On the final day of trial, Carol described her many frustrating exchanges with the company. Then Coats asked if there had been any negative effects from the foreclosure proceedings.
“It’s been a lot of stress between my husband and I,” she said. “I had health issues. I clench. I’ve had dental fractures because of the anxiety. I don’t sleep. Just anxiety — horrible, horrible anxiety… This place has bee a home to us for a long time, but this last 5-1/2 years it’s a house; it hasn’t been a home.”
Coats asked Tim Grundmann if he had encountered any credit problems while the dispute with Green Tree dragged on.
“My son got into an accident and totalled my truck,” came the reply. “I went to go buy a new truck through my bank that I’ve been with for 30 years. And they said, ‘Sorry, we can’t.’ And I asked them why, and they said, ‘Well, every month there’s something on your credit from Green Tree.'”
At the end of the trial, Green Tree dismissed the foreclosure case. Judge Schaefer praised the move but blasted the company for suggesting through its lawyers that the Grundmanns’ should have gotten more in writing instead of relying on statements made over the phone.
“Cut it out,” he said. “This was terrible. Terrible treatment of these folks and they’re still going through it… You’re lucky this wasn’t a jury trial, I’m telling you. Mr. Coats could have stood up there and said, ‘Give us $12 million’ and they wouldn’t even have gone to deliberate; they would have done it.”
The judge ordered Green Tree to pay the Grundmanns $231,531.
The trial never produced a clear explanation of the large and varying fees Green Tree kept insisting that the Grundmanns owed. And because the company never accepted the modification agreement that would have reduced their principal balance to $204,000 — despite what the rep told Carol on the phone — the Grundmanns are still paying on their much larger original balance plus interest. They have agreed to apply any money they get from Green Tree toward their mortgage.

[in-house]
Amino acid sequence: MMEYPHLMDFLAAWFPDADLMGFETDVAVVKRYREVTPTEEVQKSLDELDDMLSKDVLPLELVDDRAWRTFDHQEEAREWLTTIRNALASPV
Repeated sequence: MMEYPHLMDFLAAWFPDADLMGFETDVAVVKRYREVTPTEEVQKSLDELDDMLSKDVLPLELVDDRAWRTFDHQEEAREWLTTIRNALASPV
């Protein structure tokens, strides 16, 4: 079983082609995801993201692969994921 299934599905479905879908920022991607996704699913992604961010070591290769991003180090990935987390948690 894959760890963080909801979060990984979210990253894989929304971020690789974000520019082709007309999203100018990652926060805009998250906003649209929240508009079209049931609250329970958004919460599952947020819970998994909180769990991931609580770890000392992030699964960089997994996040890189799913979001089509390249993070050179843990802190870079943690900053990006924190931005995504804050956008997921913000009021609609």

“The intent behind this judgment is not a windfall for them at all because of what they went through,” Coats said on Thursday, “but it gets them the position to make it easier to pay off their loan for sure.”
Green Tree, which has changed its name to Ditech Financial, did not return calls for comment.
Thursday morning, the company filed notice it will appeal the judgment.
“It’s like a kick in the head,” Tim said. “Definitely a gut punch.”
It came just as they had begun to feel a vast sense of relief. Carol, 53, was recovering her health. Tim, 52, thought he might finally be able to enjoy his retirement from the sheriff’s office.
They had plans for the house.
“There are lot of things we wanted to do but we didn’t want to throw money at it because we didn’t know what the situation was going to be,” Tim said. “We just kind of put a Band-Aid on things over the last six years.”
Now, while the Grundmanns are fairly confident they will prevail in the end, they know the appeal could take months or longer. They’ll stick to necessary repairs and forget the upgrades they hoped to make.
They know it will be a while before the house again feels like a home.
Contact Susan Taylor Martin at [email protected] or (727) 893-8642. Follow @susanskate